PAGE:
Social media is all about personal connections, recommendations and reviews. Whether someone is urging you to agree with them on a political point or raving about their new favorite restaurant in the neighborhood, you will care more the closer you are to them.
This extends to reviews as well. If you are searching for a business on Google, Yelp or wherever, you are likely to not only read the reviews, but be swayed by them. This may be especially true on NextDoor or other apps that are neighborhood-centric.
Unfortunately, just like there is fake news, there are fake reviews. Judging by a long thread on the Facebook help desk, this is a widespread and longstanding problem. But, there are also true reviews that can be devastating for reputation management. All it takes is one person with a suboptimal experience to make someone else think twice.
In addition, there seems to be a cadre of self-appointed food critics out there who really go out of their way to heap on the snark with ample sides of hypercriticism.
What can a small business do? It’s simple: get good reviews from happy customers. Serve them well. Ask for reviews at the point of sale or in emailed invoices. Also, make sure you encourage customers to provide feedback, including constructive criticism, directly through a customer service channel, thus giving you an opportunity to make amends and diminishing the chances of a review rant appearing.
What Comes Around Goes Around
Ask yourself when was the last time you gave a business a review? Given I am engaged in social media marketing, I always feel obligated, if I enjoy an experience, to write a great review. Some recent examples:
For my dentist (Edge Dental) on Google: “Came back for my cleaning today and Dr. Lai answered all my questions. He also scrutinized an area of concern we will check again if it doesn’t improve in a couple of weeks. Great office staff and perfect location on Memorial Drive. I know I am in good hands.”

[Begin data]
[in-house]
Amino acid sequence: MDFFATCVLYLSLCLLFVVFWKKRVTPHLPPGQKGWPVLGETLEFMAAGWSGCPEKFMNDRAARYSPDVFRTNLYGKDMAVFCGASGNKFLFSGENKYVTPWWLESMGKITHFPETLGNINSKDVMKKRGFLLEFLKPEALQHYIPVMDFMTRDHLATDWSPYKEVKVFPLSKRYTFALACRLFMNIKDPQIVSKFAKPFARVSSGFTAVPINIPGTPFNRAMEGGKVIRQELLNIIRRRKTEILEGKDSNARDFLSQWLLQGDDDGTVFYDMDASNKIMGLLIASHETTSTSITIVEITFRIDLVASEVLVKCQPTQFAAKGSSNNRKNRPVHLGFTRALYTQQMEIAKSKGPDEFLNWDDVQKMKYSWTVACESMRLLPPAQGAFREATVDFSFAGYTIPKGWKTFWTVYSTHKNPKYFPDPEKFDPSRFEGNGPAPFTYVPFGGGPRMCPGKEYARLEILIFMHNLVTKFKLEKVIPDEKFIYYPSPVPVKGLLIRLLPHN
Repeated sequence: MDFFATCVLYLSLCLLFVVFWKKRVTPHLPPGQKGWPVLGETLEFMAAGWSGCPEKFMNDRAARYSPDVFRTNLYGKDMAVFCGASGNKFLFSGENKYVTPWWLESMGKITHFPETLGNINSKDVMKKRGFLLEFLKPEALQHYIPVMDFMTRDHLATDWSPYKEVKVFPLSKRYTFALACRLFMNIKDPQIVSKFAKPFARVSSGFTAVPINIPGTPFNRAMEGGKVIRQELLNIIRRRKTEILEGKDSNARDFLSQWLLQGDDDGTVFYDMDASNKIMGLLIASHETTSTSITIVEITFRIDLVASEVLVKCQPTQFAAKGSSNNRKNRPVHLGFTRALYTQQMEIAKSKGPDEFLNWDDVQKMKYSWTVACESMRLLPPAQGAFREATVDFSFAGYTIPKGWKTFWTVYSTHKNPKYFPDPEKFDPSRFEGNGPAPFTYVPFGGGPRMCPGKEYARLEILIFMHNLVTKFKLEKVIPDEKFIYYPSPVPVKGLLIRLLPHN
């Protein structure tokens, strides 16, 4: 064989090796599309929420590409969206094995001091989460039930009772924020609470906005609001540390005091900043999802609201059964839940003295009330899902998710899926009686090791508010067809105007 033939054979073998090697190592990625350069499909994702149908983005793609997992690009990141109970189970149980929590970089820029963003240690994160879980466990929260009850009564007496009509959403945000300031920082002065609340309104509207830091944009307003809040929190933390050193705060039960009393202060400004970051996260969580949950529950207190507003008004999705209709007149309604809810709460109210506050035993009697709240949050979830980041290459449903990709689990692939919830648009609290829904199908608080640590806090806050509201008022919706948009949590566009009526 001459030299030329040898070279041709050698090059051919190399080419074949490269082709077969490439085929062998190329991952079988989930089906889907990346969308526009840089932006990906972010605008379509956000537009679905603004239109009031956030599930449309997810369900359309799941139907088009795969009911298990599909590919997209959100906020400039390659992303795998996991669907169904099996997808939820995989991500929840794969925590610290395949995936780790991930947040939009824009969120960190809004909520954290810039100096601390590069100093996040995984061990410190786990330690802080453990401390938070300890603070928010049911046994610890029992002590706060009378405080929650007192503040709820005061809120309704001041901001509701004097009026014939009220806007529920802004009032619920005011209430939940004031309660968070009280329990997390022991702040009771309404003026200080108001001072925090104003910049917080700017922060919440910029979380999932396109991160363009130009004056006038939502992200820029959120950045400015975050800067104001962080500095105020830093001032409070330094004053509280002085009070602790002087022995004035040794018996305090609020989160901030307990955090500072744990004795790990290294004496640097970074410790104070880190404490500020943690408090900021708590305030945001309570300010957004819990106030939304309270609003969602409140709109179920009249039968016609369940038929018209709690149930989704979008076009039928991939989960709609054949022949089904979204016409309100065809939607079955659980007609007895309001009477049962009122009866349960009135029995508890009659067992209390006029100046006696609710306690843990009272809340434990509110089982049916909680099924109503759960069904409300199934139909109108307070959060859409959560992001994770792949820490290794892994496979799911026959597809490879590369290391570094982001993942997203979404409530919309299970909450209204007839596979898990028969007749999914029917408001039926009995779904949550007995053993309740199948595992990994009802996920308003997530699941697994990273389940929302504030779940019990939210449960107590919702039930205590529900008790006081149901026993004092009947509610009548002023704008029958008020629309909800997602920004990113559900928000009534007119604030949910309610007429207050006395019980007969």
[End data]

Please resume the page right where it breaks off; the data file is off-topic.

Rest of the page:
For my favorite Thai restaurant (Thai Chefs) on Yelp: “The last time I had Thai food this good, I was at an upscale restaurant in Bangkok. This place is a cut above. The food is outstanding. The service is attentive and warm. My first time here and I can’t wait to come back!”
For my favorite auto shop (AAMCO Bellaire) on Google: “I had a check engine light another mechanic couldn’t figure out and then found out if I wanted the dealer to look at it, I would need to drop off the vehicle for at least 48 hours. Beal’s shop ran the codes and asked about the idle speed (like the previous mechanic) and then came up with the correct solution: buy some premium fuel and run it down the highway. That worked! This is my place now for oil changes. Also, I have thought about lifting my Jeep and Beal cautioned me about possible complications. He then spoke to the lift-kit shop and reported back to me that those guys would indeed do it properly. That’s above and beyond service!”
Call it good karma. Put positive vibes out into the universe by giving good online reviews and good reviews may come back to you. Again, though, the best way to generate good reviews is to ask happy customers to write them. It just takes a moment for a beautiful review to blossom.
For more information on social media marketing, contact consultant Katharine Fraser.